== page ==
So far 2019 has seen barely a squeak from the new listings market but, as Serco Group PLC (LON:SRP) and Marks and Spencer Group PLC (LON:MKS) have shown this week, London’s secondary market remains in rude health.
In fact, with less than £700mln raised from initial public offers across the first four months of the year, according to the London Stock Exchange’s data, down from £1bn and £1.5bn at this stage in the past two years, this is the quietest start since 2012 and the second slowest since the end of the financial crisis.
So, what’s behind this disparity, what does it suggest about the market and chances for upcoming issues — and does it spell good news or bad?
“The dearth of new arrivals is mainly because risk appetite was so subdued after last year’s fourth quarter sell-off,” says Russ Mould, investment director at AJ Bell.
He suggests a further crimping of the IPO market could be related to the high-profile flotations such as Aston Martin Lagonda Global (LON:AML) and Funding Circle Holdings PLC (LON:FCH), which have both lost more than 40% since listing.
But in that same period, London’s secondary market has continued to thrive, with £7.5bn raised in so far in 2019, this is the third year in a row where there has been at least £7bn raised in the first four months of the year.
For the whole of 2018, the secondary market contributed £18.1bn to the coffers of existing London-listed companies compared and £6.7bn from IPOs, following a 2017 that saw £17.5bn raised in the secondary and £9.7bn in the primary.
That’s what markets are for
“Financial markets are there to connect companies with investors, enabling the former to access appropriately priced risk capital so they can invest and grow and the latter to hopefully make a good, risk-adjusted return over the long term,” says Mould.
“It is therefore a healthy sign when companies are able to float and raise primary money or when they are already listed and able to tap existing and new shareholders to secondary money, to help them realise them realise their ambitions.”
“This suggests that investors are prepared to back companies that they know and trust, where they feel the strategic argument for the fundraising is strong and the valuation sensible,” says Mould.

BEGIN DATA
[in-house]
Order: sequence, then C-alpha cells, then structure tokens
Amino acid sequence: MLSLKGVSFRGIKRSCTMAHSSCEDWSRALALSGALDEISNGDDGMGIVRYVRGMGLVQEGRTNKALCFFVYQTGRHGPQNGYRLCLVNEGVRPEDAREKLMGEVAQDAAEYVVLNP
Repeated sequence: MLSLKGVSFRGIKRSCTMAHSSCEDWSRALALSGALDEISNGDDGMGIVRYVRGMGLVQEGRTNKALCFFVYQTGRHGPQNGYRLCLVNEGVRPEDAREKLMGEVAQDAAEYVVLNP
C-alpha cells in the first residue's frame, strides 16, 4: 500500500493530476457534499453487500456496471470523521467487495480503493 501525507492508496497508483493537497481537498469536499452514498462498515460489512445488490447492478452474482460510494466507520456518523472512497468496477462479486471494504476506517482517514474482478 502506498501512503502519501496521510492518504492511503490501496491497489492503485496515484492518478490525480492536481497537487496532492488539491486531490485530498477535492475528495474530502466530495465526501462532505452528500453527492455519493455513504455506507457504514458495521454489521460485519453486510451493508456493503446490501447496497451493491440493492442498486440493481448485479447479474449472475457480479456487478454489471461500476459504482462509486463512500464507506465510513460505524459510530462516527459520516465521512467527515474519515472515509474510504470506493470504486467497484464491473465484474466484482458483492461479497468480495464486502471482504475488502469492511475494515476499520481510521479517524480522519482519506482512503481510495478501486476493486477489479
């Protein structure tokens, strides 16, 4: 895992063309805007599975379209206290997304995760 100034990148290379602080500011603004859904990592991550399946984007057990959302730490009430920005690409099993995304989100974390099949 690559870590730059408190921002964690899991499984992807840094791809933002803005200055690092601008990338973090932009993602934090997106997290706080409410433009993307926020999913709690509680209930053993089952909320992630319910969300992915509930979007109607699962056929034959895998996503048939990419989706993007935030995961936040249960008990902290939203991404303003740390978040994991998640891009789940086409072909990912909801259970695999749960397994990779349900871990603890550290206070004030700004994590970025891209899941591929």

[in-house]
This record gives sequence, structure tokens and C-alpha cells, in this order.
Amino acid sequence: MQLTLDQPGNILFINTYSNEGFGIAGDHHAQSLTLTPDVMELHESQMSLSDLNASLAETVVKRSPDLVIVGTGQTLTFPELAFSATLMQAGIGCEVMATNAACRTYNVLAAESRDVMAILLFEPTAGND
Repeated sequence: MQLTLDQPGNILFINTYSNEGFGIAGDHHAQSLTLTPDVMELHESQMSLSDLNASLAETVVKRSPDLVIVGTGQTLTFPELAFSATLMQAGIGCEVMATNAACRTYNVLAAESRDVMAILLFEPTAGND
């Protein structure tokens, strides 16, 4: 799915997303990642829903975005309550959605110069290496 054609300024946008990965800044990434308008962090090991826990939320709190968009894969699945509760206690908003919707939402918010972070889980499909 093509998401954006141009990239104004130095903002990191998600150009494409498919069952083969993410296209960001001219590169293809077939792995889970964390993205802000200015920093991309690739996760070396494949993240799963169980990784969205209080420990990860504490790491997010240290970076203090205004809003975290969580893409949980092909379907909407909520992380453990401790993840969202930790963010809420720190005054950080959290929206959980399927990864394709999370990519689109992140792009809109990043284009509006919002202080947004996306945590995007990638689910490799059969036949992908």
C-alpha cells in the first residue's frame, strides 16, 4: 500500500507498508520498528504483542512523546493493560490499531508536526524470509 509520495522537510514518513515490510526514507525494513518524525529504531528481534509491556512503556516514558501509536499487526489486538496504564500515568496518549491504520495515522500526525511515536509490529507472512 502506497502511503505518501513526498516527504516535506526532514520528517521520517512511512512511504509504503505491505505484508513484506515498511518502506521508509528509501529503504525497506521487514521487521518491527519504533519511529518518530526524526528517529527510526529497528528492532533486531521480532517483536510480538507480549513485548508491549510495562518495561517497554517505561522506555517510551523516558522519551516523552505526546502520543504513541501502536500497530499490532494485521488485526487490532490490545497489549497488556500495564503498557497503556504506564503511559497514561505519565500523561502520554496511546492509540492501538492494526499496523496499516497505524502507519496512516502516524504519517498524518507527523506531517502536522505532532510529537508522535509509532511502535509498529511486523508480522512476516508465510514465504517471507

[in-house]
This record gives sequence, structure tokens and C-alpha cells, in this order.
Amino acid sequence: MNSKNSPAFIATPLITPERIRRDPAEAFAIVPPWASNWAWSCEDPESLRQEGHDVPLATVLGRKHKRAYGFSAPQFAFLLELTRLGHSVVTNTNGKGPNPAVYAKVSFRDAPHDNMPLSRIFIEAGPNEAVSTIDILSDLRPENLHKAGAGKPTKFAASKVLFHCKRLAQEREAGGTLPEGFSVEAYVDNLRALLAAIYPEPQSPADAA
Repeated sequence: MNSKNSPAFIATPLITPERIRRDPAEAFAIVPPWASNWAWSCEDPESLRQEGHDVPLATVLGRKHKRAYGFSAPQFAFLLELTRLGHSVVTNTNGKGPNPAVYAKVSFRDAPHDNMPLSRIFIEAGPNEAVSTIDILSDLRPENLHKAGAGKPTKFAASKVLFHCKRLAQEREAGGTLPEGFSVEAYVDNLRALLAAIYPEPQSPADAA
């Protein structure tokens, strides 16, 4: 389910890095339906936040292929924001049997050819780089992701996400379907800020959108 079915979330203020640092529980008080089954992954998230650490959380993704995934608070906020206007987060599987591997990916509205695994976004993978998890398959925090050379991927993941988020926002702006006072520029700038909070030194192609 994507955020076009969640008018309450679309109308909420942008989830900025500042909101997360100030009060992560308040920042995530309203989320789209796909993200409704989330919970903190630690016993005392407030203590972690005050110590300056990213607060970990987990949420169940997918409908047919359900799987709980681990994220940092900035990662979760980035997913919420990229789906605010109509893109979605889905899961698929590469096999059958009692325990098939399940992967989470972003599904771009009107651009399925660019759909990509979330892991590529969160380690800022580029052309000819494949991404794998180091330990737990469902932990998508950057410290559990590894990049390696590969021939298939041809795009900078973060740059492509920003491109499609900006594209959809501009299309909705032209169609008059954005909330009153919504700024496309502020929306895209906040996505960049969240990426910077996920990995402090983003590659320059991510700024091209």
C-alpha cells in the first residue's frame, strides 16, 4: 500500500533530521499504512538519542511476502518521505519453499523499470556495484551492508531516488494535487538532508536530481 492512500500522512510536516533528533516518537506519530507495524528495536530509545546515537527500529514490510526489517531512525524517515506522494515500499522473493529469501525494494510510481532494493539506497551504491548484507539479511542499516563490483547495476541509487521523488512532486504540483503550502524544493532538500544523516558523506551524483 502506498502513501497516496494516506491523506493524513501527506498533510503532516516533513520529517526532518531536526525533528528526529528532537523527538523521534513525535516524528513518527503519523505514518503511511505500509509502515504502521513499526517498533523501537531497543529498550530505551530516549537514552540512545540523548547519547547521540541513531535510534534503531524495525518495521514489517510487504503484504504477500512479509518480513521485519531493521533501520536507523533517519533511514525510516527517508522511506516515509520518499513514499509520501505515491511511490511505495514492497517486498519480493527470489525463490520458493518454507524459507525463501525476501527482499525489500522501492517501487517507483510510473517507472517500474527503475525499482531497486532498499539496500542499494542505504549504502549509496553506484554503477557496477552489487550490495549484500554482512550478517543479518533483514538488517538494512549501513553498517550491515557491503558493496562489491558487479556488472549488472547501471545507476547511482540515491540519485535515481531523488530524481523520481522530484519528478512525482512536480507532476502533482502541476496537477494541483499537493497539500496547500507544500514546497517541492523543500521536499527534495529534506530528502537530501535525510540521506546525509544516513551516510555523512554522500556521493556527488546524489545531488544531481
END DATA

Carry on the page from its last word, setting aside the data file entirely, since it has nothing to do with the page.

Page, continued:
Richard Hunter, head of markets at Interactive Investor, agrees that it suggests investors are still happy to fund growth by acquisition if the opportunity looks right, eg the sizeable move to online retailing by M&S.
He said there number of things which might play into the hands of companies looking to raise funds from issuing equity.
“There is still much cash on the side lines – the current run has been called ‘a hated bull market’ many times over the last decade, prompting some investors to stay out.”
Hunter added that the bond market uncertainty is “making life difficult” for some people to invest in fixed income. “For example, will the next move for US interest rates be up or down? The picture is unclear.”
Equities are still the asset class of choice compared to cash returns, he says, wondering if talk of high corporate debt could be making the banks more cautious in lending.
What’s that coming over the horizon?
Forthcoming IPOs, such as that from Trainline, will be an interesting test of the market’s appetite.
But while a good flow of new deals is a healthy sign, a deluge throws up warnings signs to those who have been watching the market for many years, especially when it comes to IPOs.
“A primary market that is too exuberant can mean standards slip and lower quality deals get done as investors become over-excited,” says Mould.
“The result is that cash is drained away into new deals and as those lower-quality companies fail to deliver sentiment is knocked, liquidity drained from markets and money ultimately wasted. That is how bear markets can begin.”
He reminds us of the sage words of Bernard Lasker, then chairman of the New York Stock Exchange in 1970.
“I can feel it coming," said Lasker. “A whole new round of disastrous speculation, with all the familiar stages in order: blue-chip boom, then a fad for secondary issues, then an over-the-counter play, then a garbage market in new issues and finally the inevitable crash. I don’t know when it will come but I can feel it coming and damn it, I don’t know what to do about it.”